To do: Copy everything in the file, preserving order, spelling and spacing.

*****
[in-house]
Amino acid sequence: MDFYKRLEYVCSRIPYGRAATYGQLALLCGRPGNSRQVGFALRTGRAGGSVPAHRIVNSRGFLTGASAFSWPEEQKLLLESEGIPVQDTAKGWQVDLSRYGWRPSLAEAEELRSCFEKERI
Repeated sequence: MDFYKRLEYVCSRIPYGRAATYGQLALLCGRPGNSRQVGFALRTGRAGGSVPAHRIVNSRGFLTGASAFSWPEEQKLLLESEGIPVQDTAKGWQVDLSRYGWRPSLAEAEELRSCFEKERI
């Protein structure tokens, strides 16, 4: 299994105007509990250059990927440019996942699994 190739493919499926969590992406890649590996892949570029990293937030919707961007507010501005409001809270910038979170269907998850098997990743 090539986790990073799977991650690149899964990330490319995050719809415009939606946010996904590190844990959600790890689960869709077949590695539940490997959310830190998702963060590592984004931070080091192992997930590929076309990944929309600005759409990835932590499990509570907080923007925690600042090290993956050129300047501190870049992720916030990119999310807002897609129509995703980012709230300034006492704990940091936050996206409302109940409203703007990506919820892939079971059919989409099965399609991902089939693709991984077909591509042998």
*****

[in-house]
Amino acid sequence: MDFYKRLEYVCSRIPYGRAATYGQLALLCGRPGNSRQVGFALRTGRAGGSVPAHRIVNSRGFLTGASAFSWPEEQKLLLESEGIPVQDTAKGWQVDLSRYGWRPSLAEAEELRSCFEKERI
Repeated sequence: MDFYKRLEYVCSRIPYGRAATYGQLALLCGRPGNSRQVGFALRTGRAGGSVPAHRIVNSRGFLTGASAFSWPEEQKLLLESEGIPVQDTAKGWQVDLSRYGWRPSLAEAEELRSCFEKERI
């Protein structure tokens, strides 16, 4: 299994105007509990250059990927440019996942699994 190739493919499926969590992406890649590996892949570029990293937030919707961007507010501005409001809270910038979170269907998850098997990743 090539986790990073799977991650690149899964990330490319995050719809415009939606946010996904590190844990959600790890689960869709077949590695539940490997959310830190998702963060590592984004931070080091192992997930590929076309990944929309600005759409990835932590499990509570907080923007925690600042090290993956050129300047501190870049992720916030990119999310807002897609129509995703980012709230300034006492704990940091936050996206409302109940409203703007990506919820892939079971059919989409099965399609991902089939693709991984077909591509042998």